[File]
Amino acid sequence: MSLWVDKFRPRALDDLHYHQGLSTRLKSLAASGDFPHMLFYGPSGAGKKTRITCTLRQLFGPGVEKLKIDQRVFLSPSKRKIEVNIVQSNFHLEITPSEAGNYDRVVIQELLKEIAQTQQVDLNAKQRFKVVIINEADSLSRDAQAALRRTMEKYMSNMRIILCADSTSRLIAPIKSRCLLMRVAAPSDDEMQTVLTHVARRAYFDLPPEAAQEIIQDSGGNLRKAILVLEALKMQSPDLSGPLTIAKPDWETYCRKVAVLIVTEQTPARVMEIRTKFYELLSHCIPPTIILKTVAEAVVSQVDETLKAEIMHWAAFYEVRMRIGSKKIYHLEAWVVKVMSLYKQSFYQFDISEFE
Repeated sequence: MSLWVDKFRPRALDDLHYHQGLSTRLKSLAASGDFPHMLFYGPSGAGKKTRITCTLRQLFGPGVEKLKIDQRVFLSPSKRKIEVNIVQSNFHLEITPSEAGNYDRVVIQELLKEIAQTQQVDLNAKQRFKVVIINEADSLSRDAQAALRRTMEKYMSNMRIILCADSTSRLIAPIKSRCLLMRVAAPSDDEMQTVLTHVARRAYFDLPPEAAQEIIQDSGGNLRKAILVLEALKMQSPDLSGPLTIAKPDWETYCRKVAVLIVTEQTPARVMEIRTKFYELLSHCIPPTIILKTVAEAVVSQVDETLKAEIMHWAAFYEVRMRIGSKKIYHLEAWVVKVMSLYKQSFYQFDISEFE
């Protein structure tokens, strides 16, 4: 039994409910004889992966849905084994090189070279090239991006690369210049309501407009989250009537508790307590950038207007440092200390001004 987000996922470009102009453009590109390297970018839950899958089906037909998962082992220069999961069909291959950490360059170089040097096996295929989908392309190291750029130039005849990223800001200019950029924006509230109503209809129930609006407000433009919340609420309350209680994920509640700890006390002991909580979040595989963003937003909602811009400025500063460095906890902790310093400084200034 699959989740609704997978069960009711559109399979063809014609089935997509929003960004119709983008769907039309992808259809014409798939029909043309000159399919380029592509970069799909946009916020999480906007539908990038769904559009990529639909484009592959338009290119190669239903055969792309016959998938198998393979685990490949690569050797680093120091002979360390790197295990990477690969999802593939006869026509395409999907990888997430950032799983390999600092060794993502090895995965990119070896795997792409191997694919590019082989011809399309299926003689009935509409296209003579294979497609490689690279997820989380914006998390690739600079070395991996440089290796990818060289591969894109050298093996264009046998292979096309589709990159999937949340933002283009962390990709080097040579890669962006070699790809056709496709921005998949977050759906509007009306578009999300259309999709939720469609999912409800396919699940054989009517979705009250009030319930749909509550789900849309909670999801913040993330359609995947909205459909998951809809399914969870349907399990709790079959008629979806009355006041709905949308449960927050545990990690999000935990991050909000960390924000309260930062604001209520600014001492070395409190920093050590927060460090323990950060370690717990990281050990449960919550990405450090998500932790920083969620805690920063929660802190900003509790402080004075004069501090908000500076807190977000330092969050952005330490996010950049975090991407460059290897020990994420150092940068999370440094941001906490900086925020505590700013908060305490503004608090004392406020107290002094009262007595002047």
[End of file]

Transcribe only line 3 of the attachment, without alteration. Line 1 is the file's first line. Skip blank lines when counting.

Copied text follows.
């Protein structure tokens, strides 16, 4: 039994409910004889992966849905084994090189070279090239991006690369210049309501407009989250009537508790307590950038207007440092200390001004 987000996922470009102009453009590109390297970018839950899958089906037909998962082992220069999961069909291959950490360059170089040097096996295929989908392309190291750029130039005849990223800001200019950029924006509230109503209809129930609006407000433009919340609420309350209680994920509640700890006390002991909580979040595989963003937003909602811009400025500063460095906890902790310093400084200034 699959989740609704997978069960009711559109399979063809014609089935997509929003960004119709983008769907039309992808259809014409798939029909043309000159399919380029592509970069799909946009916020999480906007539908990038769904559009990529639909484009592959338009290119190669239903055969792309016959998938198998393979685990490949690569050797680093120091002979360390790197295990990477690969999802593939006869026509395409999907990888997430950032799983390999600092060794993502090895995965990119070896795997792409191997694919590019082989011809399309299926003689009935509409296209003579294979497609490689690279997820989380914006998390690739600079070395991996440089290796990818060289591969894109050298093996264009046998292979096309589709990159999937949340933002283009962390990709080097040579890669962006070699790809056709496709921005998949977050759906509007009306578009999300259309999709939720469609999912409800396919699940054989009517979705009250009030319930749909509550789900849309909670999801913040993330359609995947909205459909998951809809399914969870349907399990709790079959008629979806009355006041709905949308449960927050545990990690999000935990991050909000960390924000309260930062604001209520600014001492070395409190920093050590927060460090323990950060370690717990990281050990449960919550990405450090998500932790920083969620805690920063929660802190900003509790402080004075004069501090908000500076807190977000330092969050952005330490996010950049975090991407460059290897020990994420150092940068999370440094941001906490900086925020505590700013908060305490503004608090004392406020107290002094009262007595002047």